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One of Ours tells the story of a Nebraska farm boy who struggles to find meaning in his life. It is the story of a young man born after the American frontier has vanished, yet whose quintessentially American restlessness seeks redemption on a frontier far bloodier and more distant than that which his forefathers had already tamed. Before the war, Claude comes close to finding value in the world when his parents allow him to attend the University of Nebraska. Living in Lincoln he befriends the Ehrlich family, who expose him to a life of art, ideas, and culture. Later, when forced to return to his father's farm, Claude seeks to find meaning in the form of human companionship. His attempt to find individual affirmation in the form of marriage fails, however, and the loneliness Claude encounters from his unaffectionate wife Enid compels him to volunteer in the overseas conflict. Claude's violent death on the battlefield - portrayed as sacrificial and glorious by Cather in the mind of Claude's mother - appealed to millions of Americans and probably played a role in the decision to award Cather the Pulitzer Prize for One of Ours a year after it was published in 1922.
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Willa Sibert Cather (1873 –1947) was a Pulitzer Prize-winning American author who achieved recognition for her novels of frontier life on the Great Plains, works such as O Pioneers!, My Ántonia, and The Song of the Lark. In 1923 she was awarded the Pulitzer for One of Ours (1922), a novel set during World War I. Cather grew up in Nebraska and graduated from the state university; she lived in New York for most of her adult life and writing career. In 1896, Cather moved to Pittsburgh after being hired to write for The Home Monthly. She lived in Pittsburgh until 1906. In Pittsburgh, she taught English first at Central High School for one year and then at Allegheny High School, where she also taught Latin and became the head of the English department. She also worked as a telegraph editor and drama critic for the Pittsburgh Leader and frequently contributed to The Library, another local publication. She moved to New York City in 1906 upon receiving a job offer on the editorial staff from McClure's Magazine. Cather and Georgina M. Wells were co-authors of a critical biography of Mary Baker Eddy, the founder of Christian Science. It was serialized in McClure's in 1907-8 and published the next year as a book. Christian Scientists were outraged and tried to buy up every copy. McClure's serialized Cather's first novel, Alexander's Bridge (1912). The work showed her admiration for the style of Henry James. While recognizing her potential, the author Sarah Orne Jewett advised Cather to rely less on James and more on her own experiences in Nebraska. Cather left McClure's in 1912 and began to write full time. Cather returned to the prairie as a setting for inspiration for most of her novels; she also used experiences from her travels in France. Such deeply felt works became both popular and critical successes. Cather was celebrated by national critics such as H.L. Mencken for writing in plainspoken language about ordinary people. When the novelist Sinclair Lewis won the Nobel Prize in Literature in 1930, he paid homage to Cather by declaring that she should have won the honor.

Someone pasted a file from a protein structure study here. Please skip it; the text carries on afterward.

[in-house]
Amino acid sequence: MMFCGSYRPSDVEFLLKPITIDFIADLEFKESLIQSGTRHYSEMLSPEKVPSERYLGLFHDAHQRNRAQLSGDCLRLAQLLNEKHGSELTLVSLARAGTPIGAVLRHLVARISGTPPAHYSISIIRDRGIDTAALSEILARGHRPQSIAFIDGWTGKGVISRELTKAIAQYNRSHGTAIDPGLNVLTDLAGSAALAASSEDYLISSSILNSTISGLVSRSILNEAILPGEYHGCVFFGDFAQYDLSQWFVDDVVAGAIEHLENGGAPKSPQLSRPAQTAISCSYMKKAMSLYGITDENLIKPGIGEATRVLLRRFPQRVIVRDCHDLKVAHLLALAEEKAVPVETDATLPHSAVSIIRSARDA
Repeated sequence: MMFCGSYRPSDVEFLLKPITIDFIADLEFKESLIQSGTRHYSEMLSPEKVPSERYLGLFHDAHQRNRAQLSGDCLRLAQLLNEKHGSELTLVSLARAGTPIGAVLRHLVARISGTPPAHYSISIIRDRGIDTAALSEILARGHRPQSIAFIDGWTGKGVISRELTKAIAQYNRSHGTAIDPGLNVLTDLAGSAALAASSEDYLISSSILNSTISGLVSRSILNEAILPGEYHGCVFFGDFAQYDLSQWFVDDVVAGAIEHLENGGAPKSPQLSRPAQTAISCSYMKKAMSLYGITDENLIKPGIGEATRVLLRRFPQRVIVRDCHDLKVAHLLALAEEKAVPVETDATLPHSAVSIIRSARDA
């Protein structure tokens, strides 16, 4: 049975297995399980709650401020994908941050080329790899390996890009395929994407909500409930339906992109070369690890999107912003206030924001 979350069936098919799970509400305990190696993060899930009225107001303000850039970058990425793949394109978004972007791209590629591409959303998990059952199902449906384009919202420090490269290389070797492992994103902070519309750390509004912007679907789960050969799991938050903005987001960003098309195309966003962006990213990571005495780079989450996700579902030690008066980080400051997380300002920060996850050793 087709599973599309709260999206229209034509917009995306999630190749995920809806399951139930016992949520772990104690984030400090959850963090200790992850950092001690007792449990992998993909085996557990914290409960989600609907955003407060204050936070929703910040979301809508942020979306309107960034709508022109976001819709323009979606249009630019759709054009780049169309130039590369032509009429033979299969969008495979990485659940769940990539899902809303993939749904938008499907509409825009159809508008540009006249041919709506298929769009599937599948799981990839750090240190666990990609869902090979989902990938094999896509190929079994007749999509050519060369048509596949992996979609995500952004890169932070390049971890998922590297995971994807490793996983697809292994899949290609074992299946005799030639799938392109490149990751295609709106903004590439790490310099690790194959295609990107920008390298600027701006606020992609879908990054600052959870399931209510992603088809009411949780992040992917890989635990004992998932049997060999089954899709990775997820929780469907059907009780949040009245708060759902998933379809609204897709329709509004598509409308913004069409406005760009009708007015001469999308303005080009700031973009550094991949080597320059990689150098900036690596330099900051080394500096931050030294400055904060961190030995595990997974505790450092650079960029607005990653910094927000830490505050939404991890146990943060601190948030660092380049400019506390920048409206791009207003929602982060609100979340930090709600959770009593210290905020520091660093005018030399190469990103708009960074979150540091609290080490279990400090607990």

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Book Description CreateSpace Independent Publishing Platform, 2010. Condition: New. book. Seller Inventory # M1456378074
Book Description CreateSpace Independent Publis, 2010. Paperback. Condition: New. Never used!. Seller Inventory # P111456378074